Not long after beginning their relationship, Fabrison?s co-owners Fabrice and Alison?from Marseilles, France and Columbus, Ohio, respectively?traveled to Europe together, seeking a change of scenery. Inspired by the warm hospitality of European caf?s, they returned home to open their own cozy shop, combining their first names to form its distinctive moniker.
Crepes are the specialty at Fabrison?s, with customers perusing a menu of sweet, savory, and breakfast iterations of the traditional French food. The La Galette combines ham, mushrooms, and spinach with a fried egg, whereas the L?Isabelle keeps its ingredients as simple as Count von Count?s locker combination, mingling sugar, butter, and a topping of powdered sugar. Patrons can begin their mornings with a spot of espresso and Fabrice?s Breakfast Crepe, filled with sausage, bacon, and spicy harissa sauce. Rounding out the menu is a selection of patisserie-style desserts and pastries.
The couple?s friends and family helped them plan their caf??s look, with Fabrice?s mother sending over photos and swatches from European cafes, which influenced its bright palette of crimson, gold, and washed turquoise. Alison?s mother sewed the gingham curtains on the windows, and artist Derek Little created the vivid painting on the front window. Fabrison?s also shares French culture with the community through regular evening events that include crepe-cooking classes, French movie nights, French speaking classes, and French kissing workshops.
Hexagone takes its name from France's distinctive six-sided shape, celebrating its equally distinctive cuisine with a menu that seamlessly blends treasured traditions with contemporary influences. Diners dig their forks into tender beef bourguignon and sirloin, Muscovy duck, and seabass draped in rich bearnaise sauce and vegetable ragout. Appetizers and bistro lunches whet palates with morsels of mushroom ravioli, salad nicoise, escargot, and mussels mariniere elegantly plated with leafy garnish.
Fine French and Californian wines pair with any meal. The décor cultivates a refined atmosphere, with its linen-clad tables, sheer, flowing drapes that allow sunlight to filter through, and walls clad in French black-light posters.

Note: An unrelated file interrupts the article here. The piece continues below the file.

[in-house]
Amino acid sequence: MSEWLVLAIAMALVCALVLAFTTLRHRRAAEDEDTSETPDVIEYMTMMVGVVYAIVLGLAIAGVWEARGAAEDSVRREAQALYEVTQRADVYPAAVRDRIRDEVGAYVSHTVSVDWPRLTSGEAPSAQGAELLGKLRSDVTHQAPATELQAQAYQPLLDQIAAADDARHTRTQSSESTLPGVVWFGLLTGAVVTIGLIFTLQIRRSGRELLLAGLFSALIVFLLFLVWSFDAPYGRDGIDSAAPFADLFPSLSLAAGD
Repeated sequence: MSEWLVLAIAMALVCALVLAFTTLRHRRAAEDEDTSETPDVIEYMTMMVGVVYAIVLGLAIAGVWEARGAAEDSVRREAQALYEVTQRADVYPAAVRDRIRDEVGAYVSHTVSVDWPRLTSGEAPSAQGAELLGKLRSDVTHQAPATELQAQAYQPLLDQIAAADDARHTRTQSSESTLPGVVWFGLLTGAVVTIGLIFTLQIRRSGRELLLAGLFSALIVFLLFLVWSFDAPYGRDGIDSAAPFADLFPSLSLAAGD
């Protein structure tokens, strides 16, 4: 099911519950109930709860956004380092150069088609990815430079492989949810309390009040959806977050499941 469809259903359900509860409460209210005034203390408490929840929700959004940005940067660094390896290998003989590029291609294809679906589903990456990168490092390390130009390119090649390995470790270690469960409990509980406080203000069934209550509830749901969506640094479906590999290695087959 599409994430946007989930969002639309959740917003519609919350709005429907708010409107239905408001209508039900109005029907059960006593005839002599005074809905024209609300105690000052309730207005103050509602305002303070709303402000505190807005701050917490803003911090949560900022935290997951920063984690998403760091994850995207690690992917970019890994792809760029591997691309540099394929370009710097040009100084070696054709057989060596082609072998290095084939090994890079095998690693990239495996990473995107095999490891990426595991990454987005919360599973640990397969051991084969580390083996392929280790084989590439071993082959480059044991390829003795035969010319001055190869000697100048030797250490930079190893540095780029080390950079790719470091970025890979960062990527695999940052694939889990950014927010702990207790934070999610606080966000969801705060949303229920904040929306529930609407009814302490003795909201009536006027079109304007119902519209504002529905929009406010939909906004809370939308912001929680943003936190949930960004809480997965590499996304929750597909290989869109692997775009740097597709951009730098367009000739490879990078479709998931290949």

Whether diners are hungry for lunch or craving some sweets, La Crepe Fraiche is ready to make them happy. The cafe's crepes come in two varieties: savory (ham and cheese, apple sausage) and sweet (chocolate ganache, strawberries and whipped cream). The bakery also makes a mean cupcake in flavors such as mocha and oreo. As if all that weren't enough of a treat, they even serve organic frozen yogurt topped with house-made vanilla whipped cream.
Within a classic '50s diner façade, the chefs at California Crepes spread house-made batter thin, creating light, fluffy enclosures for a variety of fresh fruits, savory meats, and breakfast fare. The light treats can be augmented with the shop’s selection of gourmet grilled-cheese sandwiches, gelato, and coffee, offering a decadent lunchtime feast without the hazard of seasoning dishes with gold leaf. Patrons can nibble on the filled sweets during tête-à-têtes in the garden patio or watch the creation process unfold assembly-line-style at catered events.
Dobson's Bar and Restaurant is a hidden treasure in the heart of Downtown San Diego/Gaslamp Quarter.
For the last 26 years, this has been the hot spot for business lunches and frequented by many local and nationwide celebrities.
The WineSellar and Brasserie brings together a bold bistro bill of fare to accompany its versatile vino cellar. Atop white tablecloths, artfully arranged plates of contemporary French lunch and dinner offerings rest, ready for oral adoption. Palate patrons may initiate noshing with The WineSellar's tuna tartare coupled with avocado, dijon-mustard-seed quenelle, and a mascarpone chantilly ($15) or by sipping on the butternut-squash soup ($9 for a bowl), harvested from the rare butter-seed bush and squashed with French tennis racquets.